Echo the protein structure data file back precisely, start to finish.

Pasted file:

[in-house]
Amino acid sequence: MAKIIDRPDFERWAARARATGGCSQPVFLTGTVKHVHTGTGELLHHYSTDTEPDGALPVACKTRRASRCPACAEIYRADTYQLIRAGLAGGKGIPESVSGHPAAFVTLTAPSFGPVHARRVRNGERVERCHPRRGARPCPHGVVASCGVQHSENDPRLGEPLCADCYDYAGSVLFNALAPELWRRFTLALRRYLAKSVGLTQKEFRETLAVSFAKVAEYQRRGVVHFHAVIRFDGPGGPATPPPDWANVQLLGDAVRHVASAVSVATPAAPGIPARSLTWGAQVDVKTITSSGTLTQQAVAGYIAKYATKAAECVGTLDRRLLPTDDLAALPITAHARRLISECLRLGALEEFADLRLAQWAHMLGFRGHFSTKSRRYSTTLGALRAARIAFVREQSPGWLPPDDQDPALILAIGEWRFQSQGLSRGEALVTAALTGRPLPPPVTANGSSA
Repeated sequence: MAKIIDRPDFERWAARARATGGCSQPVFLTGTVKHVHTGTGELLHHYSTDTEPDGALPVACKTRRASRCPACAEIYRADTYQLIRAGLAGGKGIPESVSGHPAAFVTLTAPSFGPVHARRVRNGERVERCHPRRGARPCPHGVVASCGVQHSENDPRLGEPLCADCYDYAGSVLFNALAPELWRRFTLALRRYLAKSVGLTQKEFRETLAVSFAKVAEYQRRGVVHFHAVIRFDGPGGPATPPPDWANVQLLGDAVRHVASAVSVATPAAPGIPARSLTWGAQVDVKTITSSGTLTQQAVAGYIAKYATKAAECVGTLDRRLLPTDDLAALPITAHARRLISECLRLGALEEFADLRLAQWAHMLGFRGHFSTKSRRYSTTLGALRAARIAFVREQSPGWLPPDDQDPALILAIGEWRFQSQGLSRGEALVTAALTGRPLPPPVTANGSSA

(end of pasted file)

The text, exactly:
[in-house]
Amino acid sequence: MAKIIDRPDFERWAARARATGGCSQPVFLTGTVKHVHTGTGELLHHYSTDTEPDGALPVACKTRRASRCPACAEIYRADTYQLIRAGLAGGKGIPESVSGHPAAFVTLTAPSFGPVHARRVRNGERVERCHPRRGARPCPHGVVASCGVQHSENDPRLGEPLCADCYDYAGSVLFNALAPELWRRFTLALRRYLAKSVGLTQKEFRETLAVSFAKVAEYQRRGVVHFHAVIRFDGPGGPATPPPDWANVQLLGDAVRHVASAVSVATPAAPGIPARSLTWGAQVDVKTITSSGTLTQQAVAGYIAKYATKAAECVGTLDRRLLPTDDLAALPITAHARRLISECLRLGALEEFADLRLAQWAHMLGFRGHFSTKSRRYSTTLGALRAARIAFVREQSPGWLPPDDQDPALILAIGEWRFQSQGLSRGEALVTAALTGRPLPPPVTANGSSA
Repeated sequence: MAKIIDRPDFERWAARARATGGCSQPVFLTGTVKHVHTGTGELLHHYSTDTEPDGALPVACKTRRASRCPACAEIYRADTYQLIRAGLAGGKGIPESVSGHPAAFVTLTAPSFGPVHARRVRNGERVERCHPRRGARPCPHGVVASCGVQHSENDPRLGEPLCADCYDYAGSVLFNALAPELWRRFTLALRRYLAKSVGLTQKEFRETLAVSFAKVAEYQRRGVVHFHAVIRFDGPGGPATPPPDWANVQLLGDAVRHVASAVSVATPAAPGIPARSLTWGAQVDVKTITSSGTLTQQAVAGYIAKYATKAAECVGTLDRRLLPTDDLAALPITAHARRLISECLRLGALEEFADLRLAQWAHMLGFRGHFSTKSRRYSTTLGALRAARIAFVREQSPGWLPPDDQDPALILAIGEWRFQSQGLSRGEALVTAALTGRPLPPPVTANGSSA